Sunday, November 8, 2015

Fine Art Experience Essential Except As Indiana Graduation Requirement

Indiana Board of Education endorses fine arts experiences for pre-school children, but may develop policies from the Indiana Career Council that result in the decimation of K-12 fine arts programs across the state.
As written in the 2012 FOUNDATIONS to the Indiana Academic Standards for Young Children from Birth to Age 5, art and music are essential foundational experiences for the educational development of young children:

"Fine arts engage children’s minds, bodies, and senses and invite children to listen, observe, discuss, move, solve problems, and imagine using multiple modes of thought and self-expression." (pg. 207)

"Fine arts curricula provide ways for young children to learn and use skills in other content areas, such as literacy, math, social studies, science, social skills, and creative thinking." (pg. 207)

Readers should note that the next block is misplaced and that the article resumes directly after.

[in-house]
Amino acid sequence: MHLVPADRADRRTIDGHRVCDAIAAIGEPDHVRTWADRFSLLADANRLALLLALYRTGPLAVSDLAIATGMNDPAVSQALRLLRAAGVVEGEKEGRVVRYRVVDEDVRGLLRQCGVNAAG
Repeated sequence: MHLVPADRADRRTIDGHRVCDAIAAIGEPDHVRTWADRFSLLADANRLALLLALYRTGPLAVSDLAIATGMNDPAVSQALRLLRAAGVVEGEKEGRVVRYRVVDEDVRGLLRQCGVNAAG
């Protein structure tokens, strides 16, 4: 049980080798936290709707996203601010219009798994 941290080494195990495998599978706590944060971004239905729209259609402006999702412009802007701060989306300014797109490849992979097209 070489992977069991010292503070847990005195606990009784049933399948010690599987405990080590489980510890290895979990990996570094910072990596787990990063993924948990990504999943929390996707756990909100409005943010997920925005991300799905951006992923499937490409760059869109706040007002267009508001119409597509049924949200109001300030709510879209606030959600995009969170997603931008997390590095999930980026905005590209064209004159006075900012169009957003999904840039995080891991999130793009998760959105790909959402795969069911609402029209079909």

Offering fine arts as an "option" to fulfill graduation requirements, the State will situate the fine arts as a non-essential learning experience.

Administrators serving school districts with limited funding are further motivated to cut or eliminate educational programs not related to standardized high stakes testing.

In this era of austerity, placing music, visual arts, theatre and dance as provisional subject areas will further exacerbate the de-humanization of K-12 learning environments.

Fine arts experience is ok in Pre-K, but not K-12?

You can contact your Indiana State Board of Education here:

Tuesday, October 20, 2015

My Testimony to Indiana Legislative Study Committee, Oct. 19th 2015

Good Evening Senator Kruse and Members of the Education Study Committee.